Recall that geometric isomers are two or more compounds that differ from each other in the way in which they are arranged in space (spacial orientation), i.e. the way the groups are arranged around a double bond, a ring structure or any other rigid structure.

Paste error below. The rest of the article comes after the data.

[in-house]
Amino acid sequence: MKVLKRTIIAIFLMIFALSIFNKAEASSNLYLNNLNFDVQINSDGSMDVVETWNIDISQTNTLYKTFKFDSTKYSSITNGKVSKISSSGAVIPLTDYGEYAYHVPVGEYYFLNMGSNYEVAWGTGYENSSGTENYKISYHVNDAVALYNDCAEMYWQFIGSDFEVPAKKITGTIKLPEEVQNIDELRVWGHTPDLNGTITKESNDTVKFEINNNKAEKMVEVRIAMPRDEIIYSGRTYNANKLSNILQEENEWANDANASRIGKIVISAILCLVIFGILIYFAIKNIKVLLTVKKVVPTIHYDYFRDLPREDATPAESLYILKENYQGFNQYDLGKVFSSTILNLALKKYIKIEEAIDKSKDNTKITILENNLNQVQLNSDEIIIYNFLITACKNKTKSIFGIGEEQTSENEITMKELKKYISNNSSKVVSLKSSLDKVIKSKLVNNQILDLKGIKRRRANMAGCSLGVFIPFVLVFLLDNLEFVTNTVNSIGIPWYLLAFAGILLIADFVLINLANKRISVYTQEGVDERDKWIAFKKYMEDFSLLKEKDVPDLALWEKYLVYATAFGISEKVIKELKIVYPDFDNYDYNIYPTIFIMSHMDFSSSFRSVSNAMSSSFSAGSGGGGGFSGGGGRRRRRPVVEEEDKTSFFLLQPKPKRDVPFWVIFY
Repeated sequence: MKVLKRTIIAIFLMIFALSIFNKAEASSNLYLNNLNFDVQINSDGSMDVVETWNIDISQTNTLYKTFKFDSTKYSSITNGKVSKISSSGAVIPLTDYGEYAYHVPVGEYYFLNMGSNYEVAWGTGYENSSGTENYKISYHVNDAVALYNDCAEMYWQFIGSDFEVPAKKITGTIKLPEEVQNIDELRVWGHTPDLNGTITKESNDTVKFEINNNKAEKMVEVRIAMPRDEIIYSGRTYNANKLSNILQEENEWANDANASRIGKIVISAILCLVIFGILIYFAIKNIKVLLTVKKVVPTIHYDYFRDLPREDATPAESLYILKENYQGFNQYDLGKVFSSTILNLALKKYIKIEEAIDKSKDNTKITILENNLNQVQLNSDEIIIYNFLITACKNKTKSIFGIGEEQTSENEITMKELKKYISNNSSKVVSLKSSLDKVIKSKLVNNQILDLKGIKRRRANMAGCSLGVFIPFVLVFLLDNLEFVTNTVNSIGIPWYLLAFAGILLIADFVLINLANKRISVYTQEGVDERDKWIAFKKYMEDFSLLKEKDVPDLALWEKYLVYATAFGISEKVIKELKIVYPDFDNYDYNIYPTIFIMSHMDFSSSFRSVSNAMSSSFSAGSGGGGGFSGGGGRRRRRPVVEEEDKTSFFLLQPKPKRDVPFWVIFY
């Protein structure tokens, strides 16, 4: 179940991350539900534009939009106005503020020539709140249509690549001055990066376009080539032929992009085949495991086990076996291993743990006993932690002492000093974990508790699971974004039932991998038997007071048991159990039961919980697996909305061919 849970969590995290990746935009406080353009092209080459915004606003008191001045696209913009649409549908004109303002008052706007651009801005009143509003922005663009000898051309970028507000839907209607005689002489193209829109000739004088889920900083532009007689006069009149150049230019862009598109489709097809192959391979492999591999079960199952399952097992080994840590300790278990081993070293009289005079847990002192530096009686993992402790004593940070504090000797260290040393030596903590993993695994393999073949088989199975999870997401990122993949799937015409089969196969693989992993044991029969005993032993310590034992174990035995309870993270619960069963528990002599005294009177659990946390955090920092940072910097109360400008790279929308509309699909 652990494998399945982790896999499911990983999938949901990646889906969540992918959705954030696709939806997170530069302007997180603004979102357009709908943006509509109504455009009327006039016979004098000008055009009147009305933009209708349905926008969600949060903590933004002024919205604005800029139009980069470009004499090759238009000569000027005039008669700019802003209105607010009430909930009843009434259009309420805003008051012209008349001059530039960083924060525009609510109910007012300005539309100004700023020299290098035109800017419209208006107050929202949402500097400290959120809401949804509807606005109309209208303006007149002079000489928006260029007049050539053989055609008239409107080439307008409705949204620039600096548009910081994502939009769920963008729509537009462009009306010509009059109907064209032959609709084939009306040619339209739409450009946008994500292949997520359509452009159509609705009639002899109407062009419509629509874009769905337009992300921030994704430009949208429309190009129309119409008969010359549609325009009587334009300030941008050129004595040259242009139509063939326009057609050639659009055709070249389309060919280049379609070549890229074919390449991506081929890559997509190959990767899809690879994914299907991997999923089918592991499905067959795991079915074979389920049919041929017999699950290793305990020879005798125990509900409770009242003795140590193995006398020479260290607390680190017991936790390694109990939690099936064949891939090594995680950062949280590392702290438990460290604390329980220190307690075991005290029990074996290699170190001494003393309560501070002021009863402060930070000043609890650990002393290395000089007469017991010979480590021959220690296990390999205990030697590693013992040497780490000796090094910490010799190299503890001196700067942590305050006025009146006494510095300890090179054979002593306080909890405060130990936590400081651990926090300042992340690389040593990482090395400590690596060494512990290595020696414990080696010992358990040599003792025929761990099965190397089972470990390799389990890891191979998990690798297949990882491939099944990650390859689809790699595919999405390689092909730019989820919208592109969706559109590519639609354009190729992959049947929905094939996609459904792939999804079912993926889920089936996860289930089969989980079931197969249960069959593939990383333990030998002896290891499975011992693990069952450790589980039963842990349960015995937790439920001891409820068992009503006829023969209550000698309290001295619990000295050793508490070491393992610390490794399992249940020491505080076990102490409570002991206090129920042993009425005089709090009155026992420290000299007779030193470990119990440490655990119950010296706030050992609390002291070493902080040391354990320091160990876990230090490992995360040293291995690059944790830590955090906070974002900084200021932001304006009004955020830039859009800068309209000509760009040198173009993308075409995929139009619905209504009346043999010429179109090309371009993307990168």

In a linear structure, the bond angle is 180º and so no matter how you rotate the molecule, you cannot find a geometric isomer. And the same holds for the tetrahedral structure where the bond angles are 109.5º. However, in alkenes, there are geometric isomers, and these are sp2 hybridized, making them trigonal planar. So, while you cannot have geometric isomers for linear and tetrahedral structures, you can have them for trigonal planar structures.